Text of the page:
Content Syndication with RSS
Publisher: O'Reilly Media
Released: March 2003
Pages: 224

RSS is sprouting all over the Web, connecting weblogs and providing news feeds. Originally developed by Netscape in 1999, RSS (which can stand for RDF Site Summary, Rich Site Summary, or Really Simple Syndication) is an XML-based format that allows web developers to describe and syndicate web site content. Using RSS files allows developers to create a data feed that supplies headlines, links, and article summaries from a web site. Other sites can then incorporate them into their pages automatically. Although RSS is in widespread use, people struggle with its confusing and sometimes conflicting documentation and versions. Content Syndication with RSS is the first book to provide a comprehensive reference to the specifications and the tools that make syndication possible.

Content Syndication with RSS offers webloggers, developers, and the programmers who support them a thorough explanation of syndication in general and RSS in particular. Written for web developers who want to offer XML-based feeds of their content, as well as developers who want to use the content that other people are syndicating, the book explores and explains metadata interpretation, different forms of content syndication, and the increasing use of web services in this field.

This concise volume begins with an introduction to content syndication on the Internet: its purpose, limitations, and traditions, and answers the question of why would you consider "giving your content away" like this? Next, the book delves into the architecture of content syndication with an overview of the entire system, from content author to end user on another site. You'll follow the flow of data: content, referral data, publish-and-subscribe calls, with a detailed look at the protocols and standards possible at each step. Topics covered in the book include:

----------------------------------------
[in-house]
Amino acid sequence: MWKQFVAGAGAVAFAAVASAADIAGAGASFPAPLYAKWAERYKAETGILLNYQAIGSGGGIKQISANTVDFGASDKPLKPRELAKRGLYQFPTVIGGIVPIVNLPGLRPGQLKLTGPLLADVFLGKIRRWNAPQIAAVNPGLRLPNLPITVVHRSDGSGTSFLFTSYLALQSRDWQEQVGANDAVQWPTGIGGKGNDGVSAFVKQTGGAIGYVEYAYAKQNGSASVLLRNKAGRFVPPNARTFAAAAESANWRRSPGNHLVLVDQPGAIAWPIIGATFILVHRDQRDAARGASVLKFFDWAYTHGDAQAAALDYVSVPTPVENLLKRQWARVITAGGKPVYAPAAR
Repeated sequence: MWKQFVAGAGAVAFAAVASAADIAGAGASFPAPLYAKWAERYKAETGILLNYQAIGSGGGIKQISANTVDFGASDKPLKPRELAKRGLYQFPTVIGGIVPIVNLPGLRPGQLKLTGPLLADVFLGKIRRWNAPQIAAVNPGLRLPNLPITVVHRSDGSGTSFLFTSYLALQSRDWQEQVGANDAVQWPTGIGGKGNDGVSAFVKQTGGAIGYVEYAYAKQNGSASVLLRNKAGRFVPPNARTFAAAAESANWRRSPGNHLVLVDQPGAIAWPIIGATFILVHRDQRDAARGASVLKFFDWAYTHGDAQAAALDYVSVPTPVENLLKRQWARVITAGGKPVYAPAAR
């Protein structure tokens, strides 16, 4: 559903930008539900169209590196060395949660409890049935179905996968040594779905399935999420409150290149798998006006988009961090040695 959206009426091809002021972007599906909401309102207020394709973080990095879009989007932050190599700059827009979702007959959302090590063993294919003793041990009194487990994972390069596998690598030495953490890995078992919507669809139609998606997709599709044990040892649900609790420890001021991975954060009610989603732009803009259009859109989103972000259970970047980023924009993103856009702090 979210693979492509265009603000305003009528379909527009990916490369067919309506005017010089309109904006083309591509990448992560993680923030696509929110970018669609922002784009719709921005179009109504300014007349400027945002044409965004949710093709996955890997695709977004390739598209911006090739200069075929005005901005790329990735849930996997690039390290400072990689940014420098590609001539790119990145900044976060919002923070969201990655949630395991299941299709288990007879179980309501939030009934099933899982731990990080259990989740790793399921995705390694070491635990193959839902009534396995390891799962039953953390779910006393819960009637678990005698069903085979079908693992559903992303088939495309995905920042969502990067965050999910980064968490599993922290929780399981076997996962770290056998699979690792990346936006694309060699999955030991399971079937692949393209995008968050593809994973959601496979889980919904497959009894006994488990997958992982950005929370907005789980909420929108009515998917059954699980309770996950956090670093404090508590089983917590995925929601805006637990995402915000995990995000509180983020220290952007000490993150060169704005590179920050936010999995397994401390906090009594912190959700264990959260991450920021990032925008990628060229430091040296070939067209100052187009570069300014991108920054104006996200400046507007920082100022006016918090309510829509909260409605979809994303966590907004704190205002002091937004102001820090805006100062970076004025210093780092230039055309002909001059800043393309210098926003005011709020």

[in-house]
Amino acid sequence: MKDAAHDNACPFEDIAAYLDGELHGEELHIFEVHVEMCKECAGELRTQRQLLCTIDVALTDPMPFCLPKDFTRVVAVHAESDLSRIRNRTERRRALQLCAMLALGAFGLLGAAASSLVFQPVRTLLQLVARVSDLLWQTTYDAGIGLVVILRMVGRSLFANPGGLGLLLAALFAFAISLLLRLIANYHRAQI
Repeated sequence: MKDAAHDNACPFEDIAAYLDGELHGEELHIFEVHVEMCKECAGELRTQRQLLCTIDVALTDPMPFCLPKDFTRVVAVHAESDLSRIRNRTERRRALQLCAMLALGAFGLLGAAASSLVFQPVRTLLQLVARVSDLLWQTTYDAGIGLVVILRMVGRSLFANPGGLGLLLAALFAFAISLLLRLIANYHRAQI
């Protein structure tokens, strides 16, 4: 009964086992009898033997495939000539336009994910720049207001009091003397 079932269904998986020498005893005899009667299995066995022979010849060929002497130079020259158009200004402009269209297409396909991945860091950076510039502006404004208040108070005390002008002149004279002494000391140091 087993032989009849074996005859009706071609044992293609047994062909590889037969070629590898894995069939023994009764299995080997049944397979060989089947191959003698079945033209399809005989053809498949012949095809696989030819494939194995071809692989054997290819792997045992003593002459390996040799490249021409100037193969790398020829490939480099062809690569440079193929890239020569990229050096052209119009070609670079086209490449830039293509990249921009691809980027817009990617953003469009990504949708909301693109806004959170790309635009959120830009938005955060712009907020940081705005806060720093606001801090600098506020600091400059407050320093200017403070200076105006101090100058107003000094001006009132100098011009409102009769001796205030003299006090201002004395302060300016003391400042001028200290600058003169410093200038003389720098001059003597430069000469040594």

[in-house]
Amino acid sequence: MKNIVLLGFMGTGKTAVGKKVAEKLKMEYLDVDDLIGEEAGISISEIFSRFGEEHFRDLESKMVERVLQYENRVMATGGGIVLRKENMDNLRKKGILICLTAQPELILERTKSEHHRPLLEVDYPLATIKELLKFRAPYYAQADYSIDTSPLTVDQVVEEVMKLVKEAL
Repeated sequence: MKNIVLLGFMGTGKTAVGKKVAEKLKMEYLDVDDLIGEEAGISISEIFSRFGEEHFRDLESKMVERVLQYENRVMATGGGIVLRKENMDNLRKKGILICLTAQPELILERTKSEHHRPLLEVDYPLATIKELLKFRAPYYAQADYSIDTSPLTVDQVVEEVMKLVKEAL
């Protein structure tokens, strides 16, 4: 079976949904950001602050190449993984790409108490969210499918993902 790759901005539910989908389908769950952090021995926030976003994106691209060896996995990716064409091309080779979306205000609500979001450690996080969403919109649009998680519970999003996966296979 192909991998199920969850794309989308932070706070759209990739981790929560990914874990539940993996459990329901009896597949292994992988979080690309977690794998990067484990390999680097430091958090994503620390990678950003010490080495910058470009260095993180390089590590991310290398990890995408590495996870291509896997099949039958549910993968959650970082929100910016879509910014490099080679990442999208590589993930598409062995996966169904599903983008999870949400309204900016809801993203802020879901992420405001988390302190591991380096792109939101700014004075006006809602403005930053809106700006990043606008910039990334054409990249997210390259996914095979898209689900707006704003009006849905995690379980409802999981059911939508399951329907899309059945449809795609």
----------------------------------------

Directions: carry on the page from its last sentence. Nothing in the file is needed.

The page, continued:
• Creating XML syndication feeds with RSS 0.9x and 2.0
  • Beyond headlines: creating richer feeds with RSS 1.0 and RDF metadata
  • Using feeds to enrich a site or find information
  • Publish and subscribe: intelligent updating
  • News aggregators, such as Meerkat, Syndic8, and Newsisfree, and their web services
  • Alternative industry-centric standards
If you're interested in producing your own RSS feed, this step-by-step guide to implementation is the book you'll want in hand.
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Content Syndication with RSS Review

By Matteo Giacomazzi

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Comments about O'Reilly Media Content Syndication with RSS:

Content syndication could be not easy for beginners: different dialects, complex RDF format, so many tools and so many mistake could be made while creating a feed.

This book is the response to many of those problems: it clearly explains the differences between various RSS dialects (0.91, 0.92, 1.0 and 2.0), their history, where you can find interesting feeds, how you can contribute to the quality of feed and so on.

The book even gently introduce the reader to some complex concepts as XML (if someone has never seen it, it could be confusing) and RDF (well, this one could be confusing even if you're used to!).

If you, or your company, are planning to publish your news, catalogues, services or whatever else, consider to use RSS as tool and consider to use this book as reference.

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